Spath told Kammen he had “gone through what I would call a struggle” with capital punishment but had not come to a personal decision about its fairness.
“I don’t have a personal opinion or a bias in my mind one way or another,” he said.
Kammen also probed Spath’s attitudes about torture and Islam. Al-Nashiri is Muslim.
Kammen asked Spath if he would consider as a mitigating circumstance evidence that a defendant had been tortured or abused. Al-Nashiri was held for several years in secret CIA prisons. A CIA inspector general’s report says al-Nashiri was subjected to waterboarding, an interrogation technique in which drowning is simulated, and threatened with a gun and power drill. Prosecutors cannot use evidence obtained by coercion.
Spath said he would have to hear the evidence before reaching a conclusion.
When queried about his views on Islamic extremism, Spath said: “I am confident that in every faith there are people who are one extreme or the other in how they practice.”
The hearing is scheduled through Friday. Other motions to be argued include a defense request that the judge set a deadline for prosecutors to turn over documents detailing al-Nashiri’s treatment by the CIA.
The defense also wants the judge to order an MRI brain scan of al-Nashiri to look for evidence of traumatic injury. Defense lawyers also want the government to disclose the method it would use to execute al-Nashiri, if he is sentenced to death.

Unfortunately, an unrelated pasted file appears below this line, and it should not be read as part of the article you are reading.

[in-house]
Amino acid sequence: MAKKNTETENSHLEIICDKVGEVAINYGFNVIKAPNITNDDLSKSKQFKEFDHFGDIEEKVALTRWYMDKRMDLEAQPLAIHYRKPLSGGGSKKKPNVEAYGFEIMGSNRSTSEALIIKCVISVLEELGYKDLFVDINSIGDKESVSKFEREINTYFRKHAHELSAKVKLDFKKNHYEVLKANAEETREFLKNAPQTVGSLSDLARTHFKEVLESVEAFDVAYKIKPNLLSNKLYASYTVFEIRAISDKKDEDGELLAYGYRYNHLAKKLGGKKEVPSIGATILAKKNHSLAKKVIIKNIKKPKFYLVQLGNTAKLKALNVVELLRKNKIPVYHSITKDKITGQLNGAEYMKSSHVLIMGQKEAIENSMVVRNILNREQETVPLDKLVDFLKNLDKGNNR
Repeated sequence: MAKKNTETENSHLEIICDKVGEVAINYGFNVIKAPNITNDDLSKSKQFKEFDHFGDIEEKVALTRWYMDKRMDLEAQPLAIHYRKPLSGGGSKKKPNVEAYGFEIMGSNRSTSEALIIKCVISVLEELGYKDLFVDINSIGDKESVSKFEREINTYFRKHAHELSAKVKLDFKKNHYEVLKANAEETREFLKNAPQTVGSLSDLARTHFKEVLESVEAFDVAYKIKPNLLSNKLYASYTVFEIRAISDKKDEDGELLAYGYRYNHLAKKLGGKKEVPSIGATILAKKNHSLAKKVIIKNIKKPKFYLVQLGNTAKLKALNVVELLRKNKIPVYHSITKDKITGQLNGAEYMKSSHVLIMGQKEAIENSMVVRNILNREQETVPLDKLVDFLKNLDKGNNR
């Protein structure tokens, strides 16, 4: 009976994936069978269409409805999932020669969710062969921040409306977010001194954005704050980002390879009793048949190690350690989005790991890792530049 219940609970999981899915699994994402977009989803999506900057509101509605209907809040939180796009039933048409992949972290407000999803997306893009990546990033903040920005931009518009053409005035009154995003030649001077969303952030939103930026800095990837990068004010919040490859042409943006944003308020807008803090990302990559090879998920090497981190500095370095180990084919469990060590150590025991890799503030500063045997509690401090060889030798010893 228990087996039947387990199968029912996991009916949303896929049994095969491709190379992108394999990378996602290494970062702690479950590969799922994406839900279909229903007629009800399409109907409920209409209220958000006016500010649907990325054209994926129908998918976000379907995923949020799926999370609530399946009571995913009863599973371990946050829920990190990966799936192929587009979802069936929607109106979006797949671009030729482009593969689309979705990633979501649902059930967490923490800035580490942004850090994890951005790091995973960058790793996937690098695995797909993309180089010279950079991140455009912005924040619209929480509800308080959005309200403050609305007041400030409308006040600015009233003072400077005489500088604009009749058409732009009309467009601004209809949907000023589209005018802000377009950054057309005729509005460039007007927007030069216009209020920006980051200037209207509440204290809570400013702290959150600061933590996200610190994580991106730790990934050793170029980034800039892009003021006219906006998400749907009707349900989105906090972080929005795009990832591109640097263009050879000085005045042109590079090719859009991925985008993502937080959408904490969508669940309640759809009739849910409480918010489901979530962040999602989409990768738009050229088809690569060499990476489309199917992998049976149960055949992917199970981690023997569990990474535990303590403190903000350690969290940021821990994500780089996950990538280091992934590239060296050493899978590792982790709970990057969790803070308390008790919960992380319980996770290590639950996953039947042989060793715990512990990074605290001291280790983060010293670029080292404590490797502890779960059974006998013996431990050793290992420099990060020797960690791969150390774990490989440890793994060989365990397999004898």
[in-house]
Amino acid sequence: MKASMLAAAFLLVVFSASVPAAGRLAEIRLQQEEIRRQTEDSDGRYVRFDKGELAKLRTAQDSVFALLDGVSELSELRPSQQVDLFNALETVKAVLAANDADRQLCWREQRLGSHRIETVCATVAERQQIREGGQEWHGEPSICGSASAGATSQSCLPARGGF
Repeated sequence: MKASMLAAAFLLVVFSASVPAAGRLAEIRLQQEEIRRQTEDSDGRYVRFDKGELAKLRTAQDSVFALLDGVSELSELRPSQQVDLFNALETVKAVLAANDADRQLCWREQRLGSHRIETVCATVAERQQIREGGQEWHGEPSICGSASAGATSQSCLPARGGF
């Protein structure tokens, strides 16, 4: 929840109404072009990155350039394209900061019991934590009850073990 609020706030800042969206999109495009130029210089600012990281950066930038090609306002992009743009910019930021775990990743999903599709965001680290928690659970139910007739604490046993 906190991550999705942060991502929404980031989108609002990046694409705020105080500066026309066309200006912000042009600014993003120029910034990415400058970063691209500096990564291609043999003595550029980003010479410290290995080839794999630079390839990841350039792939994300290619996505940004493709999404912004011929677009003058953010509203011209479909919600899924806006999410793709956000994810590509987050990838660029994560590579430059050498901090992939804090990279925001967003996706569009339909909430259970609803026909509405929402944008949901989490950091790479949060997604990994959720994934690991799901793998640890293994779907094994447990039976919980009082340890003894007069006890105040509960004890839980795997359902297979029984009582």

The trial is scheduled to start in February but is likely to be postponed.
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WASHINGTON — James Brady, the affable, witty press secretary who survived a devastating head wound in the 1981 assassination attempt on President Ronald Reagan and undertook a personal crusade for gun control, died Monday. He was 73.
“We are heartbroken to share the news that our beloved Jim “Bear” Brady has passed away after a series of health issues,” Brady’s family said in a statement. “His wife, Sarah, son, Scott, and daughter, Missy, are so thankful to have had the opportunity to say their farewells.” The statement did not say where Brady was when he died.
Brady suffered a bullet wound to his head outside the Washington Hilton Hotel on March 30, 1981. Although he returned to the White House only briefly, he was allowed to keep the title of presidential press secretary and his White House salary until Reagan left office in January 1989.
Brady, who spent much of the rest of his life in a wheelchair, died at a retirement community in Alexandria, Va., where he lived with his wife.
The Brady Handgun Violence Prevention Act, a federal law requiring a background check on handgun buyers, bears his name, as is the White House press briefing room.